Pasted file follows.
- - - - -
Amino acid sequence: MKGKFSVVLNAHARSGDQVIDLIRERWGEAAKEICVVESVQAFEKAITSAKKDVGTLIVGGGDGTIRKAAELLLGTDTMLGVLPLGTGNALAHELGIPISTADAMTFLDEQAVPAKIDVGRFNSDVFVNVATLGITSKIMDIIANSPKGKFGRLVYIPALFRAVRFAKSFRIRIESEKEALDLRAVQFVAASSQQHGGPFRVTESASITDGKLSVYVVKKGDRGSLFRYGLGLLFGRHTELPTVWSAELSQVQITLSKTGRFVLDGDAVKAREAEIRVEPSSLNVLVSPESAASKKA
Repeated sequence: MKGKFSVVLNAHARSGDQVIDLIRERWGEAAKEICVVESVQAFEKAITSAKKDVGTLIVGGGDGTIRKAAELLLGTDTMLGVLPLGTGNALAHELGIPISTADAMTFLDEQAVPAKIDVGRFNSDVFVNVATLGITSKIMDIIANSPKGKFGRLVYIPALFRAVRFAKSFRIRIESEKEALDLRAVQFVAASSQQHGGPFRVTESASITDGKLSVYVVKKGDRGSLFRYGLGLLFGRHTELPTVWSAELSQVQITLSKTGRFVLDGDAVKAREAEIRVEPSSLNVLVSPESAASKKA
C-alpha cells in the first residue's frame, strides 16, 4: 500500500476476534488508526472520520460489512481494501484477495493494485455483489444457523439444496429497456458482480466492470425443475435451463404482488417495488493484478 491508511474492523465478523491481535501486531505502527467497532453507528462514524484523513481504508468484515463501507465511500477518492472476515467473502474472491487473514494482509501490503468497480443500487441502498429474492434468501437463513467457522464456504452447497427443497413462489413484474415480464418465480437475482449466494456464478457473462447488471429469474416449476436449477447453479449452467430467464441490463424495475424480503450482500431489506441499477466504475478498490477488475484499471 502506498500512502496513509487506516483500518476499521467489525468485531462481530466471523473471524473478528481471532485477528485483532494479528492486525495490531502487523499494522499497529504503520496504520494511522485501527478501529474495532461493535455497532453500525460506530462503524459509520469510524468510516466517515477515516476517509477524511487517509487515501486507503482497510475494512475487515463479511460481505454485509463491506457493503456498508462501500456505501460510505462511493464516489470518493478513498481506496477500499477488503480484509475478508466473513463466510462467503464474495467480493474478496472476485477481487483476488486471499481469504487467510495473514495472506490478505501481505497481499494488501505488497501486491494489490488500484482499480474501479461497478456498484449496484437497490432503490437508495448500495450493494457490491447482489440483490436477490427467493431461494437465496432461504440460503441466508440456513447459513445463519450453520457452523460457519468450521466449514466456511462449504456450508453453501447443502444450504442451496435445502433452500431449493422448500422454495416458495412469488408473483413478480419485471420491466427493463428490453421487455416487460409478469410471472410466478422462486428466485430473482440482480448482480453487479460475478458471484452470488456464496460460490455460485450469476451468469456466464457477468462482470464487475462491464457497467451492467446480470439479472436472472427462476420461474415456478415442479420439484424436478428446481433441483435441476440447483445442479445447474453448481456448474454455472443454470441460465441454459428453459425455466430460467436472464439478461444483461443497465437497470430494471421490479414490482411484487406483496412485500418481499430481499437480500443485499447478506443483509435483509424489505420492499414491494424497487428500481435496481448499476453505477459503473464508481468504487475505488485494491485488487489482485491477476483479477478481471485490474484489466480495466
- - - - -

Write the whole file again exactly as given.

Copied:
Amino acid sequence: MKGKFSVVLNAHARSGDQVIDLIRERWGEAAKEICVVESVQAFEKAITSAKKDVGTLIVGGGDGTIRKAAELLLGTDTMLGVLPLGTGNALAHELGIPISTADAMTFLDEQAVPAKIDVGRFNSDVFVNVATLGITSKIMDIIANSPKGKFGRLVYIPALFRAVRFAKSFRIRIESEKEALDLRAVQFVAASSQQHGGPFRVTESASITDGKLSVYVVKKGDRGSLFRYGLGLLFGRHTELPTVWSAELSQVQITLSKTGRFVLDGDAVKAREAEIRVEPSSLNVLVSPESAASKKA
Repeated sequence: MKGKFSVVLNAHARSGDQVIDLIRERWGEAAKEICVVESVQAFEKAITSAKKDVGTLIVGGGDGTIRKAAELLLGTDTMLGVLPLGTGNALAHELGIPISTADAMTFLDEQAVPAKIDVGRFNSDVFVNVATLGITSKIMDIIANSPKGKFGRLVYIPALFRAVRFAKSFRIRIESEKEALDLRAVQFVAASSQQHGGPFRVTESASITDGKLSVYVVKKGDRGSLFRYGLGLLFGRHTELPTVWSAELSQVQITLSKTGRFVLDGDAVKAREAEIRVEPSSLNVLVSPESAASKKA
C-alpha cells in the first residue's frame, strides 16, 4: 500500500476476534488508526472520520460489512481494501484477495493494485455483489444457523439444496429497456458482480466492470425443475435451463404482488417495488493484478 491508511474492523465478523491481535501486531505502527467497532453507528462514524484523513481504508468484515463501507465511500477518492472476515467473502474472491487473514494482509501490503468497480443500487441502498429474492434468501437463513467457522464456504452447497427443497413462489413484474415480464418465480437475482449466494456464478457473462447488471429469474416449476436449477447453479449452467430467464441490463424495475424480503450482500431489506441499477466504475478498490477488475484499471 502506498500512502496513509487506516483500518476499521467489525468485531462481530466471523473471524473478528481471532485477528485483532494479528492486525495490531502487523499494522499497529504503520496504520494511522485501527478501529474495532461493535455497532453500525460506530462503524459509520469510524468510516466517515477515516476517509477524511487517509487515501486507503482497510475494512475487515463479511460481505454485509463491506457493503456498508462501500456505501460510505462511493464516489470518493478513498481506496477500499477488503480484509475478508466473513463466510462467503464474495467480493474478496472476485477481487483476488486471499481469504487467510495473514495472506490478505501481505497481499494488501505488497501486491494489490488500484482499480474501479461497478456498484449496484437497490432503490437508495448500495450493494457490491447482489440483490436477490427467493431461494437465496432461504440460503441466508440456513447459513445463519450453520457452523460457519468450521466449514466456511462449504456450508453453501447443502444450504442451496435445502433452500431449493422448500422454495416458495412469488408473483413478480419485471420491466427493463428490453421487455416487460409478469410471472410466478422462486428466485430473482440482480448482480453487479460475478458471484452470488456464496460460490455460485450469476451468469456466464457477468462482470464487475462491464457497467451492467446480470439479472436472472427462476420461474415456478415442479420439484424436478428446481433441483435441476440447483445442479445447474453448481456448474454455472443454470441460465441454459428453459425455466430460467436472464439478461444483461443497465437497470430494471421490479414490482411484487406483496412485500418481499430481499437480500443485499447478506443483509435483509424489505420492499414491494424497487428500481435496481448499476453505477459503473464508481468504487475505488485494491485488487489482485491477476483479477478481471485490474484489466480495466